Saturday, May 30, 2009
Pursuant to Federal Rule of Evidence 1101(d)(3), the Federal Rules of Evidence do not apply in revocation hearings. This does not, however, mean that hearsay evidence is per se admissible at such hearings as the Third Circuit made clear in its recent opinion in United States v. Lloyd, 2009 1459216 (3rd Cir. 2009).
Friday, May 29, 2009
Drag Me To Hell: Court Finds Discriminatory Remarks Not Precluded By Rule Against Hearsay In Employment Discrimination Suit
Federal Rule of Evidence 801(c) indicates that
"Hearsay" is a statement, other than one made by the declarant while testifying at the trial or hearing, offered in evidence to prove the truth of the matter asserted.
But, as the United States District Court for the Middle District of Pennsylvania found in its recent opinion in E.E.O.C. v. Schott North America, 2009 WL 310897 (M.D. Pa. 2009), discriminatory remarks made about the suitability of particular employees which serve as circumstantial evidence of a discriminatory atmosphere in an employment discrimination suit are not hearsay because such statements are not offered to prove the truth of the matters asserted.
Thursday, May 28, 2009
Public Enemy?: Eleventh Circuit Finds No Plain Error In Business Records Ruling In Health Care Fraud Appeal
The recent opinion of the Eleventh Circuit in United States v. Hoffman-Vaile, 2009 WL 1458567 (11th Cir. 2009), raised but did not resolve an interesting question: Do the records of a private administrator that processes and reviews claims for Medicare qualify as business records under Federal Rule of Evidence 803(6) or public records under Federal Rule of Evidence 803(8)? And the reason that the question is interesting is that the classification of such records could have drastic consequences in terms of their admissibility at criminal trials.
Wednesday, May 27, 2009
In relevant part, Federal Rule of Evidence 404(b) provides that
Evidence of other crimes, wrongs, or acts is not admissible to prove the character of a person in order to show action in conformity therewith. It may, however, be admissible for other purposes, such as proof of motive, opportunity, intent, preparation, plan, knowledge, identity, or absence of mistake or accident.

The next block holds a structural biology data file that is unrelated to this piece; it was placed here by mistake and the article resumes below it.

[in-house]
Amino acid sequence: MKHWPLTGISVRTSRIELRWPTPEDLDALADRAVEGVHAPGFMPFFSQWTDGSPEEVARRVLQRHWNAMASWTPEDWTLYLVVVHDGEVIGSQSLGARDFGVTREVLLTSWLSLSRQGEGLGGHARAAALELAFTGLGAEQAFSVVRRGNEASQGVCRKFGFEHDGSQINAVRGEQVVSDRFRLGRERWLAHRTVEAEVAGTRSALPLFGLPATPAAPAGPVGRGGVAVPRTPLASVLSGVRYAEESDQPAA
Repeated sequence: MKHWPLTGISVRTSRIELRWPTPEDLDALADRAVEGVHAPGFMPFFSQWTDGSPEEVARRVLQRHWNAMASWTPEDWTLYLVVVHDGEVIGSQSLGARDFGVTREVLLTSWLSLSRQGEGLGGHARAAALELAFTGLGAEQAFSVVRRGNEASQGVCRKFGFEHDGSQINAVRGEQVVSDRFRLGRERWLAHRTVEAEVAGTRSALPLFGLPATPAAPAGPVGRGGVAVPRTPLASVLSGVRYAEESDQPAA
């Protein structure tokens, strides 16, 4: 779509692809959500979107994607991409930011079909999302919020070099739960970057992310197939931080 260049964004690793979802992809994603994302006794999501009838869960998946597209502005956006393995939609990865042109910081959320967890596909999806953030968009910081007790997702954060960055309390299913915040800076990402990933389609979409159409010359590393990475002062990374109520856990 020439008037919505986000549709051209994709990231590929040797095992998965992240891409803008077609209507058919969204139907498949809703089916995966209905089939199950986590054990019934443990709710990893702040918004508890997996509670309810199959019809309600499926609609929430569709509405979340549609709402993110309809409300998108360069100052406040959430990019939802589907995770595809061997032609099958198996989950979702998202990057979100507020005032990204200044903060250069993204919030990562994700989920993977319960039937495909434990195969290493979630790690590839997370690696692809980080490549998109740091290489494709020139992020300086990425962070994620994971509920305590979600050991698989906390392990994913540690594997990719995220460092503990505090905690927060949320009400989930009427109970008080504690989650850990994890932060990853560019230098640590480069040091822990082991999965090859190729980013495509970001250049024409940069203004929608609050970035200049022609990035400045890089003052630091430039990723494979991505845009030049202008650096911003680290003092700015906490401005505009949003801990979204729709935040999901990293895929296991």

Usually, a prosecutor seeks to introduce Rule 404(b) evidence to prove that a criminal defendant committed the subject crime, but sometimes a defendant seeks to introduce so-called reverse-Rule 404(b) evidence to prove that somebody else committed the subject crime. In its recent opinion in United States v. Duran-Moreno, 2009 WL 1290010 (D.N.M. 2009), the United States District Court for the District of New Mexico addressed this latter scenario.
Tuesday, May 26, 2009
In the beginning of March, a colleague, knowing that I had published two pieces in online law review supplements (here and here), asked if I had a list of online law review supplements because she was interested in possibily writing a piece for one of them. In writing my prior pieces, I actually had created a list of sorts and sent it to her. At the time, though, I realized that she would not be able to submit her proposed original piece to some of these supplements because they only accepted responses to pieces published in their print law reviews. I thus decided it would be useful to create a submission guide for online law review supplements similar to the one that Allen Rostron and Nancy Levit created for traditional law reviews, which would contain information about the types of pieces accepted, submission information, and submission format.